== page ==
Just as small objects in tornadoes tumble around and fall out of the vortex, you have to imagine that the sharks continually fall down as wind speeds decrease and change direction, but they may then be lifted back up again into the vortex as winds increase. So as the shark-ridden waterspout approaches land and becomes a sharknado, these sharks may fall from the sky onto unsuspecting humans. But how would they behave upon falling out of the sharknado? Would you really get a bunch of bloodthirsty beasts waiting to feast upon humans? Probably not.
Let's assume that the sharks are not at all harmed by being out of the water, getting tumbled around within the vortex, or being subjected to the pressure changes within the cyclone. Would the sharks want to eat people immediately upon falling out of the storm? Likely, no. Yes, they'd probably be agitated, but sharks don't generally like to eat people. Scientists speculate that sharks aren't very interested in humans, and usually only attack them when curious or because they mistake them for other sea creatures that are normally their prey – like seals [source: National Ocean Service].
But all those assumptions we just made about the sharks being alive upon falling out of the sharknado are completely out there. Sharks aren't able to breathe out of the water, as they need a constant flow of water over their gills to get oxygen. The waterspout may draw up some water droplets into it as it moves over the ocean, but it couldn't possibly draw up nearly enough water to keep the sharks happy and alive. Word on the fishing boats and docks is that sharks can still bite after they've stopped breathing, but involuntarily shutting their jaws on someone's hand is very different than a bloodthirsty attack.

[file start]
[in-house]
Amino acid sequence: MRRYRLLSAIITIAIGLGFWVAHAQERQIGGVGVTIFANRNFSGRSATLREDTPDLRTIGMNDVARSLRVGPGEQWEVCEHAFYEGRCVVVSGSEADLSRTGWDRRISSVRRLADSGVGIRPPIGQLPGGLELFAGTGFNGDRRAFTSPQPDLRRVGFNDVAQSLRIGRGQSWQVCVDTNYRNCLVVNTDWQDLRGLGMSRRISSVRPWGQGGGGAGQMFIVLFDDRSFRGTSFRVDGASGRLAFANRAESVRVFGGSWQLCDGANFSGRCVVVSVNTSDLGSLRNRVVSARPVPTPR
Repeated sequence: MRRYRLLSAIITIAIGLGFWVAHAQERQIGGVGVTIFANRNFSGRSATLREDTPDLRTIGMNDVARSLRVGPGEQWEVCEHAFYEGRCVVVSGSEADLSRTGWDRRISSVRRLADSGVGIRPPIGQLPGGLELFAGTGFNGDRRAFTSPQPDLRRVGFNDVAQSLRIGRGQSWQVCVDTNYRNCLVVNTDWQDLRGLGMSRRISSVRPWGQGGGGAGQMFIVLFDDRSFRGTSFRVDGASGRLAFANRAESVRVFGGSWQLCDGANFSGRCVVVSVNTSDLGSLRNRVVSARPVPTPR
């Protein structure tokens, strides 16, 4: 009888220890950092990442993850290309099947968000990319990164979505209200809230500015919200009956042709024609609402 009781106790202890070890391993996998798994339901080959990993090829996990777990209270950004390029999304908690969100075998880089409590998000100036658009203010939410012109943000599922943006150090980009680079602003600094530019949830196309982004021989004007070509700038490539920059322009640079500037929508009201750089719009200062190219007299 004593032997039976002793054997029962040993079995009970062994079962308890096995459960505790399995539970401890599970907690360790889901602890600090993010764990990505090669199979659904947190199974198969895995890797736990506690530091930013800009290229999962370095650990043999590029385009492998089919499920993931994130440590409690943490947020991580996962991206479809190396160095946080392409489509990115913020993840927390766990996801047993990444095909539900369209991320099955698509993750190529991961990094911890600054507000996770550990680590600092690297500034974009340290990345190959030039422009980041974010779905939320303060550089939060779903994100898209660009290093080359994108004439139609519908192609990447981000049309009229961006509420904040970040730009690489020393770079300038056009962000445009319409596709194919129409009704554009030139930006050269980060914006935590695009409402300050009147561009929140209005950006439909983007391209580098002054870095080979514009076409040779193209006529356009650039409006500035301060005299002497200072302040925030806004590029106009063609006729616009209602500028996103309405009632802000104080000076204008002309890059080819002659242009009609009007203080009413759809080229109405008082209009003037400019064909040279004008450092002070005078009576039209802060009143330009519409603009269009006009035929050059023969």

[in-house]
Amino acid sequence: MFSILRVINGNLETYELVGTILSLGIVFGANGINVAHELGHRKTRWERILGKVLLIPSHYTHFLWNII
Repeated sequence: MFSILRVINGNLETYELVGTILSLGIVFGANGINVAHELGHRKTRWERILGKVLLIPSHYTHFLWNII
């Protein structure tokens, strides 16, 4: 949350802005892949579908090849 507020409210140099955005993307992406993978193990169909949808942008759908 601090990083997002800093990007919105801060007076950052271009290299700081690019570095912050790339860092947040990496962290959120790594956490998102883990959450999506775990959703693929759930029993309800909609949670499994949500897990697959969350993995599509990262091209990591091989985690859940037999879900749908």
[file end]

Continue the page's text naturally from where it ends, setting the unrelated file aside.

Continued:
So there we have it. We've painted a somewhat feasible picture of how a sharknado would form if it could, but it falls apart right at the end there with the on-land feeding frenzy. But have no fear: Even if a sharknado can't happen in real life, it will live on in Hollywood as they continue filming sequels.
Author's Note: How a Sharknado Would Work
Perhaps the nerdiest (and maybe the coolest) thing I've ever done was go to shark camp in 7th grade. So yeah - I'm basically a shark expert. Sadly, "Sharknado" was not destined to premiere its greatness for two more decades, so we didn't get to sit down and study how a sharknado would work, or maybe how a sharknado actually never would work. But still this article was a great chance to review my old notes from 7th grade. (Not really. I was a nerd, but not such a big nerd that I still have these notes.) In all seriousness, it was fun to sit down and imagine what would have to happen to bring this B movie imaginary world into a real-life scary situation.
More Great Links
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- Gray, Richard. "Sharknado: what really happens to sharks during a storm." The Telegraph. Aug. 29, 2013. (Feb. 10, 2015) http://www.telegraph.co.uk/news/earth/wildlife/10274114/Sharknado-what-really-happens-to-sharks-in-a-storm.html
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